One Saturday morning, I received my University exam results. Passed everything. Celebratory bottle of champagne required. The wife was at work, so I wheeled the bike out of the garage, kicked it into life and headed off towards the off-licence via the back roads. A dog (about the size of a large pony) took exception to the noise of the bike and came bounding from a driveway, barking and snarling.
‘Hah!’ thinks I, dropping two gears and whacking the throttle wide open. Up into fourth, up into fifth, dog left behind and T-junction fast approaching. Close throttle and apply brakes. Throttle remains wide open. Apply both brakes forcefully. Not a lot of retardation takes place. Pull in clutch in desperation. Suction caused by now screaming engine sucks throttle slide closed. Both wheels lock up on a patch of loose gravel, and I end up sliding along the road…
Picked up the bike, kicked the bent footpeg back to a usable angle, started the bike and proceeded to purchase champagne. Off-licence staff were far from impressed by the blood dripped on their counter from my lacerated arm. My injuries were fairly minor, except for my left knee, which bore a patch of melted nylon jeans over an embedded piece of gravel. Infection set in after a few days, and I’ve still got a decent scar, 38 years later.
I stripped the carb, polished the slide and re-assembled, throwing away the couple of bits left over. The bike started OK, idled well and stuck wide open when revved. Resignedly I parked the bike in the garage and swapped it to a farmer for a pair of gates a few years down the line.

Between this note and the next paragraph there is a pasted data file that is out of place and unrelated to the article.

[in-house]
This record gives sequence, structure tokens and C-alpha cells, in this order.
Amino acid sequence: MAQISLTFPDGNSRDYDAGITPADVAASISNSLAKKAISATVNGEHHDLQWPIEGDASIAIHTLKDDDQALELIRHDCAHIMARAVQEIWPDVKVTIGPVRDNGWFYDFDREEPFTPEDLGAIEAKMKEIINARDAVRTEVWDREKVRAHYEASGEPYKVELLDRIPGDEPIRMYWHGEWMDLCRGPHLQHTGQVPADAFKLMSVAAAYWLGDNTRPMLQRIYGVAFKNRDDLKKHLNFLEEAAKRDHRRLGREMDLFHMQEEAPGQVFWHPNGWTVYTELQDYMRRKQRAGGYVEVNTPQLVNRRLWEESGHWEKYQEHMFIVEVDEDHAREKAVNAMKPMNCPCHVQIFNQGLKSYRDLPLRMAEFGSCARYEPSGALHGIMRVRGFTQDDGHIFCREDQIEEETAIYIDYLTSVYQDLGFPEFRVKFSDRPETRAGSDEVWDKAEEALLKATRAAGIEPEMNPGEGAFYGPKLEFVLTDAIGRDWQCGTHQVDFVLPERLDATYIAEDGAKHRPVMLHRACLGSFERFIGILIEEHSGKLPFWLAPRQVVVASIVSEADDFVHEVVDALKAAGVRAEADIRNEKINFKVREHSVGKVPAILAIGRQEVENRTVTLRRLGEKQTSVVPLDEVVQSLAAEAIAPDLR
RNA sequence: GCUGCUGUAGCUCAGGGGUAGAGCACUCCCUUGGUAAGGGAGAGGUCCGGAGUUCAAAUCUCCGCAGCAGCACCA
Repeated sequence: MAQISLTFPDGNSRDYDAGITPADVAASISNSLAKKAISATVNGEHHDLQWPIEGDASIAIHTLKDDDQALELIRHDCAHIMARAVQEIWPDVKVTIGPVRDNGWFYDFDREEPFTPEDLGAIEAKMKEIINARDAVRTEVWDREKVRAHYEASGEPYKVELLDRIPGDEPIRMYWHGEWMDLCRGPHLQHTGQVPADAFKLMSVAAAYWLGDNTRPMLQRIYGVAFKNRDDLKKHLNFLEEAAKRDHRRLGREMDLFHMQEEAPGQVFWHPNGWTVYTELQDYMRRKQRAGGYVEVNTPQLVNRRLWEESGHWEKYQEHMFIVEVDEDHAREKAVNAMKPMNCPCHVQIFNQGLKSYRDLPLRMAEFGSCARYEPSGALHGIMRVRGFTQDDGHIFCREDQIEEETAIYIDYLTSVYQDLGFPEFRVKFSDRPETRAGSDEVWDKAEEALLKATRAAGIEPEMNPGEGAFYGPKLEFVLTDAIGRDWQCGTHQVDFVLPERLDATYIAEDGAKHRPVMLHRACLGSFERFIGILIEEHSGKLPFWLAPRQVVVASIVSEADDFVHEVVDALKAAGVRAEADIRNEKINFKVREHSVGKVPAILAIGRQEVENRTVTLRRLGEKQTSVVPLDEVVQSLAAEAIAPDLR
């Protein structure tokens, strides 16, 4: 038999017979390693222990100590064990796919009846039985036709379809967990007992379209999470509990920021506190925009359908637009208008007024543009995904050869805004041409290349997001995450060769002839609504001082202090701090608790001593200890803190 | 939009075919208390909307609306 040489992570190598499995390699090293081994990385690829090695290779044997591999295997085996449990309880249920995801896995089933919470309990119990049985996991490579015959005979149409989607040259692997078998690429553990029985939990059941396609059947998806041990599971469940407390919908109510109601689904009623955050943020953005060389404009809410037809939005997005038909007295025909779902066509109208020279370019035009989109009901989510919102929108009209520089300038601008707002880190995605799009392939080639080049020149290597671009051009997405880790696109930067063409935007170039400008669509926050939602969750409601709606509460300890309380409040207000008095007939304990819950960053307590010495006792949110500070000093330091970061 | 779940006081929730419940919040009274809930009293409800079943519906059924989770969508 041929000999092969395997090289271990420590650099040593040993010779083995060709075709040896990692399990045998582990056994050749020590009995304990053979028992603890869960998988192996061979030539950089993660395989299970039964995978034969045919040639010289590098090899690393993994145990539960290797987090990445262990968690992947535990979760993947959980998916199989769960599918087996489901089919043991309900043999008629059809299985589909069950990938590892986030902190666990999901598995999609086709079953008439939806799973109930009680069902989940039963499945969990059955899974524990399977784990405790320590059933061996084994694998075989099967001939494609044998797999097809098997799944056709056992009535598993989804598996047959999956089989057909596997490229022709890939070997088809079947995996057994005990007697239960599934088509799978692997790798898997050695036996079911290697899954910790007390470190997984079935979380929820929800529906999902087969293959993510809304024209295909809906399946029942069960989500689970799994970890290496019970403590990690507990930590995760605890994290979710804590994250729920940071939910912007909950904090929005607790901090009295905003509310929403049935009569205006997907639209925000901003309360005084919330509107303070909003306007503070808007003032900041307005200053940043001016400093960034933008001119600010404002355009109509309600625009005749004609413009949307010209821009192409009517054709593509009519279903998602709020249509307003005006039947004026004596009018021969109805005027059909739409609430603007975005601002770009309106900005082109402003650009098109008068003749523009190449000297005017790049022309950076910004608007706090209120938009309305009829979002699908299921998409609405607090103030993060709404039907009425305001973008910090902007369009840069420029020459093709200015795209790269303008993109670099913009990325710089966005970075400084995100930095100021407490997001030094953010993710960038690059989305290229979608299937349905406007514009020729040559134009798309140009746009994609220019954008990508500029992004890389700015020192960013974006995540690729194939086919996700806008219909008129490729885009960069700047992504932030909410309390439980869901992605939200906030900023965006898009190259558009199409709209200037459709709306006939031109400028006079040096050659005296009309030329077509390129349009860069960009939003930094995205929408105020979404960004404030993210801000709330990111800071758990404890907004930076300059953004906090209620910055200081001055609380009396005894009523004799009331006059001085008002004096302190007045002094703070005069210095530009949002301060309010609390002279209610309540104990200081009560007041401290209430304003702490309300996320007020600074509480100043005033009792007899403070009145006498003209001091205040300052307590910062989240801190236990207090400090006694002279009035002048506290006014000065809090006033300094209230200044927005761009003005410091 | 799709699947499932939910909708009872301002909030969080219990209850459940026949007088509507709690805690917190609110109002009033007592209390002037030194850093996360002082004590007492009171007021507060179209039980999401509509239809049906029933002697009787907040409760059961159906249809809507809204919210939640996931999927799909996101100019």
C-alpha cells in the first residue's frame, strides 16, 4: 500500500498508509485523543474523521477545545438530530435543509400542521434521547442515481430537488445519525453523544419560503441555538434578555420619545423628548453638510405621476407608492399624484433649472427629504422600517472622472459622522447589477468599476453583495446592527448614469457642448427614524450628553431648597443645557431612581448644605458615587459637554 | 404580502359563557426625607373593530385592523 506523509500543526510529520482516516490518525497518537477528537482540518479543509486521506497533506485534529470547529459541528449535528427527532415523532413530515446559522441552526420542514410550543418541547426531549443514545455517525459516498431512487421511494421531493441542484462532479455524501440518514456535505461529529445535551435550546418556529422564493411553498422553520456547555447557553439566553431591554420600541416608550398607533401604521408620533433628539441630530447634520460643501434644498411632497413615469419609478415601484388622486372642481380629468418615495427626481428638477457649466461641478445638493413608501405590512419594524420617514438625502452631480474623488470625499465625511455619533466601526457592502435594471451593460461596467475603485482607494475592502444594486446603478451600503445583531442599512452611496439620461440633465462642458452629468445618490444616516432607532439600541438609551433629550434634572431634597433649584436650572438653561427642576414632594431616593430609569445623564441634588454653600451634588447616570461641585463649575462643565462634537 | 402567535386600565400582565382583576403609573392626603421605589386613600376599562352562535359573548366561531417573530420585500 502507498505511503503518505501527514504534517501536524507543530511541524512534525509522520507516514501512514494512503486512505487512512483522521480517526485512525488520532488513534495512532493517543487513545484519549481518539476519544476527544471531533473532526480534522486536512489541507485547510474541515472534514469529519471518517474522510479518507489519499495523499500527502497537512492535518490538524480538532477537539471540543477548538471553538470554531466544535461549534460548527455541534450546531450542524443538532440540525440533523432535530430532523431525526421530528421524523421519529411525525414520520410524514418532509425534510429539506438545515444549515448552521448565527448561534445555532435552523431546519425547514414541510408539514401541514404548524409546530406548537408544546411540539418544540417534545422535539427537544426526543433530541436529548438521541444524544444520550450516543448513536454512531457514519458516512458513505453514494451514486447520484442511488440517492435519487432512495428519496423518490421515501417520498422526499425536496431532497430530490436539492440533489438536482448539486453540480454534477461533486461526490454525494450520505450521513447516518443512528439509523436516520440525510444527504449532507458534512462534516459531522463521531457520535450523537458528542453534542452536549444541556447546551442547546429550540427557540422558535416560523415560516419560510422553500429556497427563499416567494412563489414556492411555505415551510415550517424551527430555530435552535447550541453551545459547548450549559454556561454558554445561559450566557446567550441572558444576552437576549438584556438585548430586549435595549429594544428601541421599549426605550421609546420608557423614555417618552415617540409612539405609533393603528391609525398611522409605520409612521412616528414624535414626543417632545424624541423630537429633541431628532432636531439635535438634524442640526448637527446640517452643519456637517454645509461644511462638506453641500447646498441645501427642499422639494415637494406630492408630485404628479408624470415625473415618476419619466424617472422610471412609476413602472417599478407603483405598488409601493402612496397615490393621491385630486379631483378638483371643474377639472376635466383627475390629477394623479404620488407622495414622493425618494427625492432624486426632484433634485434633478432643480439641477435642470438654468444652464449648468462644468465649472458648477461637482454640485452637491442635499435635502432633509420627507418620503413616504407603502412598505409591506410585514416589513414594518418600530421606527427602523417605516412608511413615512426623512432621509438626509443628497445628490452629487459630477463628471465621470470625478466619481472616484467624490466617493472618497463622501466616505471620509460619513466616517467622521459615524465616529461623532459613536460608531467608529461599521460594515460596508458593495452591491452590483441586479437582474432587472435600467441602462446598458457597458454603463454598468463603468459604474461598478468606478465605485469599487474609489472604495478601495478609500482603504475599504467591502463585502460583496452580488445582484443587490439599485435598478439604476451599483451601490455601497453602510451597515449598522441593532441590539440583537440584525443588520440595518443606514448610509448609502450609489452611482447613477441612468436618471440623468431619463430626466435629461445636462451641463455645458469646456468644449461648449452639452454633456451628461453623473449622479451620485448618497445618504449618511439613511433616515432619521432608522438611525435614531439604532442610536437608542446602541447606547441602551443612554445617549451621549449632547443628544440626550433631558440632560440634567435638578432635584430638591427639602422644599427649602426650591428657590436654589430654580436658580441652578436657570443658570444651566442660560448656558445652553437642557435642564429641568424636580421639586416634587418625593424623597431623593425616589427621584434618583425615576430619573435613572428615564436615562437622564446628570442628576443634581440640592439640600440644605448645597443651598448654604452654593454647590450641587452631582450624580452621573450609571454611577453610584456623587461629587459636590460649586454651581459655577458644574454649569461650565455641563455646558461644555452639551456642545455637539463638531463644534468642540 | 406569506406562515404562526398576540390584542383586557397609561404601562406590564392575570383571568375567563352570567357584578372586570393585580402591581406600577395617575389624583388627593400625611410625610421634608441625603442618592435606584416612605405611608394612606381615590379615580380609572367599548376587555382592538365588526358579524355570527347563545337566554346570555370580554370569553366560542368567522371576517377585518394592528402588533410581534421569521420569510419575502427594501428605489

If nothing else, the Panther Black Shadow taught me a lot about bodging fixes to get home – a very handy skill. It also drummed home the need to purchase a known make from a reputable dealer.
Cars, children and a Yamaha RS 195 twin followed the Gemini. Much later, with children’s education finished, decent bikes were finally purchased. A BMW F650GS (nice commuter but not suited to two-up touring) was followed by a Honda ST1100 (lousy local dealer) then a BMW R1100R. Next came a BMW R1200RT and then, some 40,000 miles later, a BMW K1200GT which still resides in the carport. In an effort to spare the tourer the daily 40 mile commute, a BMW R1150GS was purchased (since sold) along with a BMW R1150R, which still lives alongside the K. Finally, a year before retiring, a Triumph Tiger 800 joined the stable.
Obviously, the Panther Black Shadow didn’t dampen this rider’s love of bikes.